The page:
Questions and Chaos

Life in the 21st Century

How to Be a Woman

Sunday, May 11, 2008

On May 9, 2008 Steve Pavlina wrote a blog entry entitled, “How to Be a Man.” He issued the challenge for someone to write “How to Be a Woman”. This is my response to that challenge.

I am not going to tell anyone how to be a woman because I believe that we have inside us all the courage, strength and wisdom to decide for ourselves “How to Be a Woman.” I will share a few ideas I want other women to know.

I want women to know that we are whole and complete, strong and free just the way we are. We are first and foremost human beings with the body type we call female. I am the same person whether I am writing a philosophy paper, washing aviation gas out of my eye, or sitting on the bed crying because my milk won’t stop dripping. Whatever we think, feel or do is naturally female because we live in our female body.

I want women to know that our history is important. Not because we want to focus on injustice, not because it determines who we are or who we can be but because it has influenced the society and culture that shapes who we think we should be. For centuries we have been considered weaker, inferior, unable to control our lives and even immoral  because of our body type. Without an understanding of our history we have a tendency to blame ourselves for what we have been taught by others. Without understanding our history we may accept many limitations as the truth about who we are.

I want women to know that by accepting the stereotypes and labels of what is masculine and what is feminine we limit our individual creativity and potential. If male and female were inherently different in personality and ability, there would be no need for peer pressure to control gender. There would be no need to insist that women and men dress differently. There would be no need to teach girls to be feminine or to teach men to “honor the masculinity of other males.”

Consider this. The average height of males in the United States is 5’9.2″.  The average height of females is 5’3.8″.  But average is not the same as healthy or normal. There are perfectly healthy males who are 5’3″ tall and there are perfectly healthy females who are 6′ tall. There are women with coarse and difficult hair that looks “prettiest” cut short and men with long, soft, delicate hair that no amount of money can buy. Not average, but perfectly normal. Intellectual and psychological traits exist on the same kind of continuum.  We are all more unique as individuals than we are an average of our gender. It is destructive and limiting to an individual when we expect them to adhere to the average.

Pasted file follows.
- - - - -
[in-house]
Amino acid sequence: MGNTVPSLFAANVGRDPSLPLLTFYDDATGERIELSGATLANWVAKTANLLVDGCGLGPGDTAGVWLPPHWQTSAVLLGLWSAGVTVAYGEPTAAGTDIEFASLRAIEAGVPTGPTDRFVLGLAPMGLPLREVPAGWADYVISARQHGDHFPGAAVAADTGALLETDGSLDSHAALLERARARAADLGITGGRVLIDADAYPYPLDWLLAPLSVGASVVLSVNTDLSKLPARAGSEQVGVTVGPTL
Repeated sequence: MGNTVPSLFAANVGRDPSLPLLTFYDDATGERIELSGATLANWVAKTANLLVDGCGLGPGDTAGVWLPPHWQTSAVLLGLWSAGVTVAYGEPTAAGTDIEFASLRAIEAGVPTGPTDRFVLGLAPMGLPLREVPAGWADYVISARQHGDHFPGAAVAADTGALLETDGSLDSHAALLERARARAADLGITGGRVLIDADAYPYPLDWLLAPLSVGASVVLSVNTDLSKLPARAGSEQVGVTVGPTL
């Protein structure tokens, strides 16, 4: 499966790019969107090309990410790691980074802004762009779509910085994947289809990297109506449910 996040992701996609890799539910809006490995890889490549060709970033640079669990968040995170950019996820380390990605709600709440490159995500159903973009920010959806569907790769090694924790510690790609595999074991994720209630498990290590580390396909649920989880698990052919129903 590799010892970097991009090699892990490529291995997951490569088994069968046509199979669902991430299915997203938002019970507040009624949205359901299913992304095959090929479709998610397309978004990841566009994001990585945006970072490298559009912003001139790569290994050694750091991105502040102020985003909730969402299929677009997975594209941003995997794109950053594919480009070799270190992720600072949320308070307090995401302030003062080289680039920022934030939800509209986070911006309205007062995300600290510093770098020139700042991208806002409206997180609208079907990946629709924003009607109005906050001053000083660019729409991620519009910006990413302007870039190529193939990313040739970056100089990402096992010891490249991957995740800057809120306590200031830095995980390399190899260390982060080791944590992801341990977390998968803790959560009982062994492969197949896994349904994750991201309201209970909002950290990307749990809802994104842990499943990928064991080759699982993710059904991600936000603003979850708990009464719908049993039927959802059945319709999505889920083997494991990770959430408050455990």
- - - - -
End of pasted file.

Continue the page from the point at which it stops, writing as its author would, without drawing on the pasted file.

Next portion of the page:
We have created the labels of masculine and feminine and interpret the world according to the way our beliefs say the genders are “supposed to be”.  When a three -year- old little girl is mixing bottles of perfume in the bath we say, “Oh look, she’s being such a girl.”  When a three- year -old little boy is mixing perfumes in the bath we say, “Oh look, he’s doing chemistry.” 

Even science tries to tell us that Girls Love Pink.  Not considering the fact that in the early 1900′s blue was for girls because blue was more delicate and dainty.

I want women to know that we can trust our bodies. I want women to know that breast- feeding is healthy, not obscene.  Our bodies know how to grow a baby, how to push it out into the world and how to nourish it.  When people discuss the differences between men and women, they like to talk about beliefs and feelings and abilities but not the real difference, our bodies, our biology.  Our bodies are different than men’s bodies. Sometimes that affects our experience and sometimes it doesn’t.

I want women to know that we can choose to have children or choose to not have children. Biologically, we are the ones who carry the next generation but we are not obligated to reproduce. There is no population shortage in the human race. Our lives are whole and complete whether we have babies or not.

I want women to know that before having children they need to consider whether they are willing to commit to raising those children alone. So many of us became single parents while thinking, “I never thought it could happen to me.”  Children need care whether you feel like it or not, whether you have money or not, whether you have found your life purpose or not. Read very carefully what Steve Pavlina says in his point #2 on “How to Be a Man.” There is a saying, “It takes a village to raise a child.”  If you have children, create that village for yourself.